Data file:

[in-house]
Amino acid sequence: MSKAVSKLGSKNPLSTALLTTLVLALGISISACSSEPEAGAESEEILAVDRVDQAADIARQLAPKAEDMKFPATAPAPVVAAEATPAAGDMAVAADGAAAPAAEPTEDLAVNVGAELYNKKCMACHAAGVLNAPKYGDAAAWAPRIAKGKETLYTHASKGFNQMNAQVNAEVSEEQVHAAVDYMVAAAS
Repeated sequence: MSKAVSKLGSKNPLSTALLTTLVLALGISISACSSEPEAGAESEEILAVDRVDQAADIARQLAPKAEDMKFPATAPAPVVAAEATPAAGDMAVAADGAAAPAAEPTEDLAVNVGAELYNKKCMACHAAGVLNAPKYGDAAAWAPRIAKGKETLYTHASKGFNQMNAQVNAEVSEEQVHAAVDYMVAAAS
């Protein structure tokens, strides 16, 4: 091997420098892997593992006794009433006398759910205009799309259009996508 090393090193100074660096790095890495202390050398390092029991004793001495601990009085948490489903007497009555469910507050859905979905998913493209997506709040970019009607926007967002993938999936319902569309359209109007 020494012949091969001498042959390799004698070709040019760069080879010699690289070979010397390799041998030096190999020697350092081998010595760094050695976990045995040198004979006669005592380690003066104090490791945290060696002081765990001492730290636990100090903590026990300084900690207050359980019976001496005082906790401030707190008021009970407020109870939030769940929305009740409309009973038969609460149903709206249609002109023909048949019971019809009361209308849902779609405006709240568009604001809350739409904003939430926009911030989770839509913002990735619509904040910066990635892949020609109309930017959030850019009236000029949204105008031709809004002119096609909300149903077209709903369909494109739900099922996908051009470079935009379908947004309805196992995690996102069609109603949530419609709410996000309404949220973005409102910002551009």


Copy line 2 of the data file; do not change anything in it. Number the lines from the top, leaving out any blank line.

Amino acid sequence: MSKAVSKLGSKNPLSTALLTTLVLALGISISACSSEPEAGAESEEILAVDRVDQAADIARQLAPKAEDMKFPATAPAPVVAAEATPAAGDMAVAADGAAAPAAEPTEDLAVNVGAELYNKKCMACHAAGVLNAPKYGDAAAWAPRIAKGKETLYTHASKGFNQMNAQVNAEVSEEQVHAAVDYMVAAAS